Facilitating supply chain financing. “Supply chain finance is incredibly inefficient,” says Ballinger, noting that it can stretch across many tiers to fairly remote parts of the world where accessing capital is expensive. “Companies have tried to create visibility into those lower tiers and push cheaper capital down into the supply chain. But it’s hard to protect your interests at those levels.” With a blockchain, companies could register just about every aspect of the supply chain—bills of lading, purchase orders, certificates of origin, parts and components themselves—and protect their ownership in the things they’re buying. In addition to helping to reduce financing costs, Ballinger says, putting supply chains on blockchains would help companies know more quickly and precisely where parts are—a benefit when their supply chain is disrupted by a natural disaster or some other unusual event. It also would largely eliminate counterfeiting by assuring the provenance of parts.
Optimizing and unlocking liquidity. R3’s McDonald says CFOs may find that once they have digitized assets on a blockchain they may open up new sources of liquidity. Consider open account financing, in which companies ship and deliver goods internationally before payment is due. Registering foreign accounts receivable on a distributed ledger would make their place of origin known, trusted, and auditable. Banks and other lenders presumably would be more willing to provide financing against those accounts receivable, and on better terms. “That’s something we’re working on with banks right now,” McDonald says.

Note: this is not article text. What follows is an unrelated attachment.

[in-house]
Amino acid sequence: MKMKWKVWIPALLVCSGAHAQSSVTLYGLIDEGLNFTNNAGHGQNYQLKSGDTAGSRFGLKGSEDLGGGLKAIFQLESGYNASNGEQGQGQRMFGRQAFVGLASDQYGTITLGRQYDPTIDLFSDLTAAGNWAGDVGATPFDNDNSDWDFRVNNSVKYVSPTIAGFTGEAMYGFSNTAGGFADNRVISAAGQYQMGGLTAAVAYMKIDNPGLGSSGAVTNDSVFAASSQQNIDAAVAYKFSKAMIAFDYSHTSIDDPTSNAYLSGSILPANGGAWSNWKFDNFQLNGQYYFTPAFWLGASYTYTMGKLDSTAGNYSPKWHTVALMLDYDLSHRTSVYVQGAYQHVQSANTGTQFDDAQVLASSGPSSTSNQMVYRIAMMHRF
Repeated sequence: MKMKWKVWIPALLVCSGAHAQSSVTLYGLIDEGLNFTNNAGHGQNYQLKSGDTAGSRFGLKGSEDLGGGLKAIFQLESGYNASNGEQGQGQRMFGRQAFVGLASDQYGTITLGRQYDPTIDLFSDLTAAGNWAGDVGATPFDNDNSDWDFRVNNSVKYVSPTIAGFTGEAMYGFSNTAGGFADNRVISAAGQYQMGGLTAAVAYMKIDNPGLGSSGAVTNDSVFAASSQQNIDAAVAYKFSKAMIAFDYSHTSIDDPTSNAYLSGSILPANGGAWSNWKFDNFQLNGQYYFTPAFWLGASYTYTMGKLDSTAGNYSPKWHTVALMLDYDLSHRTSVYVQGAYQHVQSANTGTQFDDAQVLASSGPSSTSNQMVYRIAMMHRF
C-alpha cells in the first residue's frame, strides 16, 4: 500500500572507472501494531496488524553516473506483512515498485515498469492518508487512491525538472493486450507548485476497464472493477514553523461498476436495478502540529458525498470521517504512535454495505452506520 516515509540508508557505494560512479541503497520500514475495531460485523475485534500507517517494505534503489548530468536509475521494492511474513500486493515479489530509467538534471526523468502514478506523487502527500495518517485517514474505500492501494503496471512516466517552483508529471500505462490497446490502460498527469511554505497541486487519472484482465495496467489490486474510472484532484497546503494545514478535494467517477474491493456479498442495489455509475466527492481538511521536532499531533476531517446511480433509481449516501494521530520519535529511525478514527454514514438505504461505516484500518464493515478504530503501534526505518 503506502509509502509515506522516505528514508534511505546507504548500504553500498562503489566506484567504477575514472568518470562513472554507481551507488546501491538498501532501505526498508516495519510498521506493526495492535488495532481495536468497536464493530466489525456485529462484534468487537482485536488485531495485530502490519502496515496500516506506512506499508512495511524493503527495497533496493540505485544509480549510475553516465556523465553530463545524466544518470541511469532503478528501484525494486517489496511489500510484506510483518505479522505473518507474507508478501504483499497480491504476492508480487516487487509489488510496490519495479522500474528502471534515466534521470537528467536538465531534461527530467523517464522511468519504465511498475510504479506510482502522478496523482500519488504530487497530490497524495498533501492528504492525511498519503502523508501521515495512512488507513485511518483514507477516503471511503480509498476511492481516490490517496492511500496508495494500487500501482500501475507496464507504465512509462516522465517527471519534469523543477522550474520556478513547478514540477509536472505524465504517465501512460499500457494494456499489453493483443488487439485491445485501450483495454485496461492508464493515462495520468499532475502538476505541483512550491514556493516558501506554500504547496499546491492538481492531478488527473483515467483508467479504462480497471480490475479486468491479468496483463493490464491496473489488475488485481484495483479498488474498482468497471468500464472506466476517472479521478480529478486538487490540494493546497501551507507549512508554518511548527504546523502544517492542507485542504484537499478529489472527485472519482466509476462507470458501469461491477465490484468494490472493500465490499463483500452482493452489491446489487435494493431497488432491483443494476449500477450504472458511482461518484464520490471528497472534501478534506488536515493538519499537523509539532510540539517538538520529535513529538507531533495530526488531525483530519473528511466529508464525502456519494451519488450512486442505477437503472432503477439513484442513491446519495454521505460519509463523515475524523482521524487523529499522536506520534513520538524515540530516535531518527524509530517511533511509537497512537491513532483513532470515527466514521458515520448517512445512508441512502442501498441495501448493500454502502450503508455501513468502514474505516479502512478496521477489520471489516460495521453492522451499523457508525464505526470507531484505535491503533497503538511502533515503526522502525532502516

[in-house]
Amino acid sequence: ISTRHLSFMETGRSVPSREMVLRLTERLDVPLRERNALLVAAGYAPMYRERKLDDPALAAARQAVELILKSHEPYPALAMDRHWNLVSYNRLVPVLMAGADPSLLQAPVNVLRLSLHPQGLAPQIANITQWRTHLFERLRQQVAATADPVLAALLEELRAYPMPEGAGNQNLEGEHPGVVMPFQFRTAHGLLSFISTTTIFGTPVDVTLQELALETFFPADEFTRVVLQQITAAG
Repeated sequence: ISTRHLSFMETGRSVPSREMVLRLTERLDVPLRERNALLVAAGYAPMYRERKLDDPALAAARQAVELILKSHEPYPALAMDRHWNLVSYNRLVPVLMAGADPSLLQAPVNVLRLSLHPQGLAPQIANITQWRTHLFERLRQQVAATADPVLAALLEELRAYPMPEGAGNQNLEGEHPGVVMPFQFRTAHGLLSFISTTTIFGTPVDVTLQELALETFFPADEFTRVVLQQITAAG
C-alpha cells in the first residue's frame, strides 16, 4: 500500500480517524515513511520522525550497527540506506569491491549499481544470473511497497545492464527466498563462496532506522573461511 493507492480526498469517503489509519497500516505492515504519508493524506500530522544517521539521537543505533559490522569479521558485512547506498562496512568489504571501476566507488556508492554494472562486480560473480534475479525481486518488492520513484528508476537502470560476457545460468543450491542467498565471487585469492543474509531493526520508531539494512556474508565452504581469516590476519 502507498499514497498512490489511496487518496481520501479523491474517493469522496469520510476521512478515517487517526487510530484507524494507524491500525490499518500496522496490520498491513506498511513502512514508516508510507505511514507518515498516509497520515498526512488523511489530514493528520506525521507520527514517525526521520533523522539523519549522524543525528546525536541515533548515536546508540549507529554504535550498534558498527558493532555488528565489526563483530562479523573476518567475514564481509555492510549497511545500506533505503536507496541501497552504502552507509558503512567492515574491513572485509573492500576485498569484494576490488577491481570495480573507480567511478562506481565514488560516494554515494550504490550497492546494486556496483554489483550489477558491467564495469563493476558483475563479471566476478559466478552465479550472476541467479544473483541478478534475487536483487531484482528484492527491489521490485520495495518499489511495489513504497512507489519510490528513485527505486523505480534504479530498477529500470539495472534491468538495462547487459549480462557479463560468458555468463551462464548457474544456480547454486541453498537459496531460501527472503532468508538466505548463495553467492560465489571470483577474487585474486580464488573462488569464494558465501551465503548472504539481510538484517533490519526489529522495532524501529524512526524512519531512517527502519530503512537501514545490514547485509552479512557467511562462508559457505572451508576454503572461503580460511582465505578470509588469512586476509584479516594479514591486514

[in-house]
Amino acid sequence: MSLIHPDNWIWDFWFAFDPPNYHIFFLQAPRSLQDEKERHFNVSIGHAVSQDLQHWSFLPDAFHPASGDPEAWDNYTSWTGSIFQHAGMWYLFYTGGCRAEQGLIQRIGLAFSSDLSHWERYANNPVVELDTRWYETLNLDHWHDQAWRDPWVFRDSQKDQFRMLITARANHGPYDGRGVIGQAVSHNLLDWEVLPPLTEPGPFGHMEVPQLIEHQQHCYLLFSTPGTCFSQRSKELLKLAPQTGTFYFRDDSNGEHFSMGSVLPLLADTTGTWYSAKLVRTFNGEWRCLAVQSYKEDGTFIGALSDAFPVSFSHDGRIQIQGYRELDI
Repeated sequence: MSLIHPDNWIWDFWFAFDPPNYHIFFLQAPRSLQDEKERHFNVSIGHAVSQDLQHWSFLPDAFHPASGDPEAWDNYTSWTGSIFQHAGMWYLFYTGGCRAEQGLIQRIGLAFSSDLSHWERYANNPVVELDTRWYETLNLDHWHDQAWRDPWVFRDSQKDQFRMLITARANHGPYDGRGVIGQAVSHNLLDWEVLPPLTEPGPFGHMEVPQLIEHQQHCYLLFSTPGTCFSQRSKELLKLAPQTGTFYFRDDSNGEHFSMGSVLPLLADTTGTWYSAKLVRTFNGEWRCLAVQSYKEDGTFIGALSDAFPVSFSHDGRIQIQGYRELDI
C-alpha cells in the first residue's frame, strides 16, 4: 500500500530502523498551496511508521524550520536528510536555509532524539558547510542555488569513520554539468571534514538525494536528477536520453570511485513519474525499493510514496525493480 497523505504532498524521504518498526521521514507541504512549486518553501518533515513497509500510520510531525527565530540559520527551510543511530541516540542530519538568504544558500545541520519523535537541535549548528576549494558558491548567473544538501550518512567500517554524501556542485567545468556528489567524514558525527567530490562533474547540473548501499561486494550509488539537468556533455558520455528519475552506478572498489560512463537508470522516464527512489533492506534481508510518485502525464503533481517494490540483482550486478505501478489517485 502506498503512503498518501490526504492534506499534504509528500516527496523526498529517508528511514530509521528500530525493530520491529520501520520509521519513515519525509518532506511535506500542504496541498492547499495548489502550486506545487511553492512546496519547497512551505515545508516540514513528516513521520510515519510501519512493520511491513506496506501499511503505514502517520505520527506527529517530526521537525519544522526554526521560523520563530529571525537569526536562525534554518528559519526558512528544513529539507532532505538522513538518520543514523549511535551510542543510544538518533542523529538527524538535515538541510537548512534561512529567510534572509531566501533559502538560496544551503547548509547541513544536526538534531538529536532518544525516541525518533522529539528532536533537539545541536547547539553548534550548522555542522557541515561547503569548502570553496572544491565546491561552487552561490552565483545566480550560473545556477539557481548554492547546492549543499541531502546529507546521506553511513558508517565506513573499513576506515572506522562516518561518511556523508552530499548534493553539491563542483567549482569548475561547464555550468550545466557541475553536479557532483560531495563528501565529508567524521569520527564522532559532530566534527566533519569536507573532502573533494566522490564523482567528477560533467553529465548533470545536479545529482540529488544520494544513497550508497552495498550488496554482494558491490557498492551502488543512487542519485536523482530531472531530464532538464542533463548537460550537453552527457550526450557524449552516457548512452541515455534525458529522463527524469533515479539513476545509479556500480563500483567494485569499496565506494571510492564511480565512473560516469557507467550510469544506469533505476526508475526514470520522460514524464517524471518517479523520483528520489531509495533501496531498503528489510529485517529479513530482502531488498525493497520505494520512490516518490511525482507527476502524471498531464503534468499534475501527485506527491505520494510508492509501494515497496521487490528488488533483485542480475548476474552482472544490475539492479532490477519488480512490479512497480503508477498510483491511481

Blockchain evangelists say the biggest challenges to widespread adoption of blockchain technology aren’t technical. But that’s not entirely true. Transaction speeds, the verification process, and the amounts of storage a blockchain needs are all potential stumbling blocks, according to a Deloitte whitepaper. In addition, blockchain technology represents a complete shift to a decentralized network. But it is also true that blockchain’s success hinges on an understanding of the technology and people’s willingness to embrace it. If expectations get too high too fast and aren’t realized, or if promised timelines prove too aggressive—as some were in 2016, McDonald concedes—potential users could be put off.
Meanwhile, there’s a critical mass needed before blockchain technology can work to its full potential. To be sure, large companies may realize some value on their own by figuring out a better way to reconcile data across far-flung business units, which interact in complex ways on transfer pricing and other issues, says attorney Lewis Cohen, a partner with Hogan Lovells. But even large companies won’t realize blockchain’s full value until their vendors, suppliers, customers, and other partners join their networks.
Says Ballinger: “Early on, nobody is interested except the developers. What you’re likely to find are little pockets of opportunity—illiquid security settlements, for example—where people will start using the tools. Then, at some point, like the Internet, it will suddenly take off.”